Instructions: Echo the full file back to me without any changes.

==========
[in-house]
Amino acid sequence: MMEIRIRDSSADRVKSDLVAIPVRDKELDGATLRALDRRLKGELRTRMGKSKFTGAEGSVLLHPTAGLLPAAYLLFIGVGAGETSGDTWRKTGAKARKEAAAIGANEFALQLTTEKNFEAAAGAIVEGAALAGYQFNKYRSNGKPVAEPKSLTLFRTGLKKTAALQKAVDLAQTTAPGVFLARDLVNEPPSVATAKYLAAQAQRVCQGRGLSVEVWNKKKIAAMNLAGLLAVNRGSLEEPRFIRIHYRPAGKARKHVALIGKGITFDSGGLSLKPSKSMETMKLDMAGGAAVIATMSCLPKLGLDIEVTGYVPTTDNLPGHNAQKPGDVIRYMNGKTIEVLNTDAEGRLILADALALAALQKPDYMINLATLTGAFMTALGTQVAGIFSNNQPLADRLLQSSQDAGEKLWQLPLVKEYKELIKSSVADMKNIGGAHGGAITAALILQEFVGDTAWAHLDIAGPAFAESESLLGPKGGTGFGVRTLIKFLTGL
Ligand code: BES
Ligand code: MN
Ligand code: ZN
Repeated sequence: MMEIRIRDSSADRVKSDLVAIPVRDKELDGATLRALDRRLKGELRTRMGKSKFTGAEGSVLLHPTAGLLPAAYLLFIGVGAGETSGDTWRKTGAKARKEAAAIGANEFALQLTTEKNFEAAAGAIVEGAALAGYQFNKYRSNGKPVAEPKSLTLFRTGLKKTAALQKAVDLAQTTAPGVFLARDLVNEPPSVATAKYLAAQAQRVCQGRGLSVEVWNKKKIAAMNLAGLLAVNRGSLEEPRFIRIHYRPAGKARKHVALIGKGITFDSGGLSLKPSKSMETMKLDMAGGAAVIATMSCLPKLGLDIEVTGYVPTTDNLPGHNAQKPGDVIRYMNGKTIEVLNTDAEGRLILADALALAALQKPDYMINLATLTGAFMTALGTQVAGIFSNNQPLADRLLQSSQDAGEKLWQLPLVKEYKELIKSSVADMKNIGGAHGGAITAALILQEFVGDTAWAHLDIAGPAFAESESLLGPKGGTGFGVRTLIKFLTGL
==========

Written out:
[in-house]
Amino acid sequence: MMEIRIRDSSADRVKSDLVAIPVRDKELDGATLRALDRRLKGELRTRMGKSKFTGAEGSVLLHPTAGLLPAAYLLFIGVGAGETSGDTWRKTGAKARKEAAAIGANEFALQLTTEKNFEAAAGAIVEGAALAGYQFNKYRSNGKPVAEPKSLTLFRTGLKKTAALQKAVDLAQTTAPGVFLARDLVNEPPSVATAKYLAAQAQRVCQGRGLSVEVWNKKKIAAMNLAGLLAVNRGSLEEPRFIRIHYRPAGKARKHVALIGKGITFDSGGLSLKPSKSMETMKLDMAGGAAVIATMSCLPKLGLDIEVTGYVPTTDNLPGHNAQKPGDVIRYMNGKTIEVLNTDAEGRLILADALALAALQKPDYMINLATLTGAFMTALGTQVAGIFSNNQPLADRLLQSSQDAGEKLWQLPLVKEYKELIKSSVADMKNIGGAHGGAITAALILQEFVGDTAWAHLDIAGPAFAESESLLGPKGGTGFGVRTLIKFLTGL
Ligand code: BES
Ligand code: MN
Ligand code: ZN
Repeated sequence: MMEIRIRDSSADRVKSDLVAIPVRDKELDGATLRALDRRLKGELRTRMGKSKFTGAEGSVLLHPTAGLLPAAYLLFIGVGAGETSGDTWRKTGAKARKEAAAIGANEFALQLTTEKNFEAAAGAIVEGAALAGYQFNKYRSNGKPVAEPKSLTLFRTGLKKTAALQKAVDLAQTTAPGVFLARDLVNEPPSVATAKYLAAQAQRVCQGRGLSVEVWNKKKIAAMNLAGLLAVNRGSLEEPRFIRIHYRPAGKARKHVALIGKGITFDSGGLSLKPSKSMETMKLDMAGGAAVIATMSCLPKLGLDIEVTGYVPTTDNLPGHNAQKPGDVIRYMNGKTIEVLNTDAEGRLILADALALAALQKPDYMINLATLTGAFMTALGTQVAGIFSNNQPLADRLLQSSQDAGEKLWQLPLVKEYKELIKSSVADMKNIGGAHGGAITAALILQEFVGDTAWAHLDIAGPAFAESESLLGPKGGTGFGVRTLIKFLTGL